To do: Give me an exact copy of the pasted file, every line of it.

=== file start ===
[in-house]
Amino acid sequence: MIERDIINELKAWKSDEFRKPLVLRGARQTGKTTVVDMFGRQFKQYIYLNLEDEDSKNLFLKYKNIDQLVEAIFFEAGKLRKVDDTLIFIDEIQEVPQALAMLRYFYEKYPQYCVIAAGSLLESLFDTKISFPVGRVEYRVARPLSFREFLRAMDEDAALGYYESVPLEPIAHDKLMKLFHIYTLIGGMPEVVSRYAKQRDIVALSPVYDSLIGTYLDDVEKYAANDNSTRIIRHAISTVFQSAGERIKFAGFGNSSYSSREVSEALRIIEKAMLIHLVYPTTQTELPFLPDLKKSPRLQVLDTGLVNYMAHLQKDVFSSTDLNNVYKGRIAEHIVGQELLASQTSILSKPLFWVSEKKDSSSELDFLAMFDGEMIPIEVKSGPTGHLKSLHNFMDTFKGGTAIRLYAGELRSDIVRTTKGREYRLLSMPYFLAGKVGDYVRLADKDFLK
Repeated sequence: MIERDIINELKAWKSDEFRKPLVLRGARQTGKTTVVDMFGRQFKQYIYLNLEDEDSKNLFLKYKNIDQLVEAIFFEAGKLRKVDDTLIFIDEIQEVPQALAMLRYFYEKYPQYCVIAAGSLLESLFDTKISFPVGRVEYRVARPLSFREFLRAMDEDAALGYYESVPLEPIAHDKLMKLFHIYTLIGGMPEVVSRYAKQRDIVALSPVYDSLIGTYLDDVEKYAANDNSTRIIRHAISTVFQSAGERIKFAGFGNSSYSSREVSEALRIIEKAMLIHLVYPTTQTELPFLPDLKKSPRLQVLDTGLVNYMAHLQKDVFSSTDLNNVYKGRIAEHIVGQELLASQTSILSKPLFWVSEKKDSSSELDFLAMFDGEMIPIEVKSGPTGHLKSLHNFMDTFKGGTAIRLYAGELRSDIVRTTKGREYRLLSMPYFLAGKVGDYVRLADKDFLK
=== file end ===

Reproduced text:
[in-house]
Amino acid sequence: MIERDIINELKAWKSDEFRKPLVLRGARQTGKTTVVDMFGRQFKQYIYLNLEDEDSKNLFLKYKNIDQLVEAIFFEAGKLRKVDDTLIFIDEIQEVPQALAMLRYFYEKYPQYCVIAAGSLLESLFDTKISFPVGRVEYRVARPLSFREFLRAMDEDAALGYYESVPLEPIAHDKLMKLFHIYTLIGGMPEVVSRYAKQRDIVALSPVYDSLIGTYLDDVEKYAANDNSTRIIRHAISTVFQSAGERIKFAGFGNSSYSSREVSEALRIIEKAMLIHLVYPTTQTELPFLPDLKKSPRLQVLDTGLVNYMAHLQKDVFSSTDLNNVYKGRIAEHIVGQELLASQTSILSKPLFWVSEKKDSSSELDFLAMFDGEMIPIEVKSGPTGHLKSLHNFMDTFKGGTAIRLYAGELRSDIVRTTKGREYRLLSMPYFLAGKVGDYVRLADKDFLK
Repeated sequence: MIERDIINELKAWKSDEFRKPLVLRGARQTGKTTVVDMFGRQFKQYIYLNLEDEDSKNLFLKYKNIDQLVEAIFFEAGKLRKVDDTLIFIDEIQEVPQALAMLRYFYEKYPQYCVIAAGSLLESLFDTKISFPVGRVEYRVARPLSFREFLRAMDEDAALGYYESVPLEPIAHDKLMKLFHIYTLIGGMPEVVSRYAKQRDIVALSPVYDSLIGTYLDDVEKYAANDNSTRIIRHAISTVFQSAGERIKFAGFGNSSYSSREVSEALRIIEKAMLIHLVYPTTQTELPFLPDLKKSPRLQVLDTGLVNYMAHLQKDVFSSTDLNNVYKGRIAEHIVGQELLASQTSILSKPLFWVSEKKDSSSELDFLAMFDGEMIPIEVKSGPTGHLKSLHNFMDTFKGGTAIRLYAGELRSDIVRTTKGREYRLLSMPYFLAGKVGDYVRLADKDFLK